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“Estate Planning 2.0:” Who controls your digital assets after your death?

Donald L. Knapp, Jr.

The term “Web 2.0” has become a popular buzzword around the Internet and many digital innovations over the past decade. Web 2.0 has allowed the creation of more “digital assets” – including your Facebook and Twitter pages, blogs, and even your online brokerage account and credit card travel miles. These digital assets can be personal or business in nature.

However, the law has lagged behind the technology in this arena. There has been a rush to create social media accounts and set-up online banking and brokerage accounts – but who controls all those digital assets after you die? Do you have an “Estate Planning 2.0” strategy to fit the Web 2.0 world?

Your digital assets are becoming one of the more important – and are certainly one of the most overlooked – components of an estate plan. While it is obvious that everyone has physical assets (home, car, personal possessions, etc.), most people today have digital assets as well.  And until state and federal laws catch up with technology, your best bet to protect these possessions is through well-drafted provisions in an estate plan.

According to a recent survey conducted by McAfee, people place an average value on their digital assets of $35,000, around half of which is attributed to “sentimental” value, like your photos stored online. That amount likely does not include the value in your online brokerage accounts, if you have any. Whatever value you place on your digital assets, it is important to have a plan in place for them if you become incapacitated or pass away.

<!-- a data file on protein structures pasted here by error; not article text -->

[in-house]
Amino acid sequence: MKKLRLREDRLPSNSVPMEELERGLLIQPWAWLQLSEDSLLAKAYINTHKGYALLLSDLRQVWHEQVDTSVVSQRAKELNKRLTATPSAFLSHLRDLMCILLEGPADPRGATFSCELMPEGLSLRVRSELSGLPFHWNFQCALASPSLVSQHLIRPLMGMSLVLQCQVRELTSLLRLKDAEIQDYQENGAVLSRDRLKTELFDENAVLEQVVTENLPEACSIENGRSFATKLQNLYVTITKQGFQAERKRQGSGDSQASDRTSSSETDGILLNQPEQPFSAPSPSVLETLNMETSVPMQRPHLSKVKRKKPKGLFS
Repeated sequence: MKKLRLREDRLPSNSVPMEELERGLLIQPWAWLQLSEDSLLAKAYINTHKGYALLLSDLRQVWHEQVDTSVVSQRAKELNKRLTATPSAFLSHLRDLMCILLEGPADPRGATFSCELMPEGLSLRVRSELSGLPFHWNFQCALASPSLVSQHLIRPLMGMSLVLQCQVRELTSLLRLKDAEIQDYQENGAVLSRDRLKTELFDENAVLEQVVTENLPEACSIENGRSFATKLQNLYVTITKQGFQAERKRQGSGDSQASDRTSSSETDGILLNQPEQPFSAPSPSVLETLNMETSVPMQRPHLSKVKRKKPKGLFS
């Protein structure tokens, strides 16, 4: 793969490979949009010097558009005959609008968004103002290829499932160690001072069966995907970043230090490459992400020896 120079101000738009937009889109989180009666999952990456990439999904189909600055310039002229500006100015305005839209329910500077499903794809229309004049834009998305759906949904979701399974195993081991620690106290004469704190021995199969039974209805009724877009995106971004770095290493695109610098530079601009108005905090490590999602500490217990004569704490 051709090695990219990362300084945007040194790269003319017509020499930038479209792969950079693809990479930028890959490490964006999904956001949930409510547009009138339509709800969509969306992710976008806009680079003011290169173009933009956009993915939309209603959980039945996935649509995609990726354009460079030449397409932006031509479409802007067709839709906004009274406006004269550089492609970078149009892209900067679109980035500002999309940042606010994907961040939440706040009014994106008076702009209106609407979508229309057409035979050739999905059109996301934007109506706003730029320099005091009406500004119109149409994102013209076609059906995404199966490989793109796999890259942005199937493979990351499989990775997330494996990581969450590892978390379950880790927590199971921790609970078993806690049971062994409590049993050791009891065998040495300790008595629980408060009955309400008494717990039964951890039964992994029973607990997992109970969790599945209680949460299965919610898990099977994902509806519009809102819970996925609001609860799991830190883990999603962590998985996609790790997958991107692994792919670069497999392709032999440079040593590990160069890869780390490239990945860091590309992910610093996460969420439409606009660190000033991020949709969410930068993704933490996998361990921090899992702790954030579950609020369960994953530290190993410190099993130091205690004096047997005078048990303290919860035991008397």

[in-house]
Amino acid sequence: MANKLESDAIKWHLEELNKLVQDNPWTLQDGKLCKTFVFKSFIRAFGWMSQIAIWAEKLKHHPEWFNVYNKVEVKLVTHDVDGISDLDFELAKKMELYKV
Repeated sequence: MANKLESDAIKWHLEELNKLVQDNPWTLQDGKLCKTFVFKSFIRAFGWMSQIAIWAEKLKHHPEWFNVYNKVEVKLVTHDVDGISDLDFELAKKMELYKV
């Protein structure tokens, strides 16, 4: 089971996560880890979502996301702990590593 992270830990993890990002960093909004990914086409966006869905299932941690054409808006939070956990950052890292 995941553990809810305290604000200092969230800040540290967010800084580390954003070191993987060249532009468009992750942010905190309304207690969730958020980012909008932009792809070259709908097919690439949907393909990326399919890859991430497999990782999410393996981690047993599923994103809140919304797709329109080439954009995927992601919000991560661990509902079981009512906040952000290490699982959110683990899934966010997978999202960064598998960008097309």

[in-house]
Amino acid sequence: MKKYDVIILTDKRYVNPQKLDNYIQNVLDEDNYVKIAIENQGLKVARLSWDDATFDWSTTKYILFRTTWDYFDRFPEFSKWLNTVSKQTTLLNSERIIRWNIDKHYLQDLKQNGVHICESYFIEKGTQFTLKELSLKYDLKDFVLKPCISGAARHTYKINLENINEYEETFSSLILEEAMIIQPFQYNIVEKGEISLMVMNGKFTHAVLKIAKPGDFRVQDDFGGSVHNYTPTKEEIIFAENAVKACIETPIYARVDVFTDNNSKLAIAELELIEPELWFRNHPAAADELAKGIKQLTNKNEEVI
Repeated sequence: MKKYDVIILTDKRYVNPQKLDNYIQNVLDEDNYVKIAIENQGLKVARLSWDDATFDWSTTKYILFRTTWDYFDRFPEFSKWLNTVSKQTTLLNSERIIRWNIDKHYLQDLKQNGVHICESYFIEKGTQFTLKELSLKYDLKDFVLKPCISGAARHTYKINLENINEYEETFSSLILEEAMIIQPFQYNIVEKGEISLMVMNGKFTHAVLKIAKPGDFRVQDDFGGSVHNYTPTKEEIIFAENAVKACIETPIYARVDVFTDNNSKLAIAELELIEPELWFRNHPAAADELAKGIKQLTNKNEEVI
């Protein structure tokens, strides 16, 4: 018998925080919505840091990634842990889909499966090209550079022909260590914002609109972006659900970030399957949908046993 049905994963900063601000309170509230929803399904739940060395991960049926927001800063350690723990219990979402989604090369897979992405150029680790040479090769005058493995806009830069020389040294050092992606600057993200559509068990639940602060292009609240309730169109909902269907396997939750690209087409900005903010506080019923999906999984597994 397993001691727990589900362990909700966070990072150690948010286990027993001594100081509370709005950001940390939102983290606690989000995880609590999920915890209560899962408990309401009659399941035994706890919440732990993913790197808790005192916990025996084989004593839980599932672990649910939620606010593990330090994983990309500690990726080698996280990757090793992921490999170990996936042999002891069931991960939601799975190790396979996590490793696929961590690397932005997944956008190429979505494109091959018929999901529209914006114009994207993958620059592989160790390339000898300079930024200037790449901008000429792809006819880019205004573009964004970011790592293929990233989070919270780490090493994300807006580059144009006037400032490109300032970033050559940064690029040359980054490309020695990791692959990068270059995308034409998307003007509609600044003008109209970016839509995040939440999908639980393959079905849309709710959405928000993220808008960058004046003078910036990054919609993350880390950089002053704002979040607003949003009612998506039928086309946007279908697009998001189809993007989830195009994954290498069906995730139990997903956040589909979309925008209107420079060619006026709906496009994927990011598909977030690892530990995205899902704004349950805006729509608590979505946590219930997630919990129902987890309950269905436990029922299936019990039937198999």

When drafting estate planning documents, such as a durable power of attorney, will, or trust, it is important to include provisions that authorize your designated representative to access these digital assets. Such provisions should also explicitly define the scope of the representative’s authority and clearly state your intentions for those digital assets once you pass away.

Because this area of the law is new and still evolving, there are limited cases interpreting such provisions. However, drafting clear provisions addressing your digital assets will provide you with additional peace of mind.

If you are in need of estate planning help, contact the experienced attorneys at Fausone Bohn, LLP in Northville, MI. You can reach us at 248-468-4536 or online at www.fb-firm.com. Our legal experts are knowledgeable about changing laws and stay up to date on this evolving area to ensure you receive the best protection for your assets.



The most recent legislation proposed on this issue was in Florida. You can read more about what lawmakers there are doing in an attempt to secure individuals digital assets after death: http://www.wtsp.com/story/news/politics/florida/2015/04/06/bill-lets-guardian-access-digital-assets-after-death/25361635/

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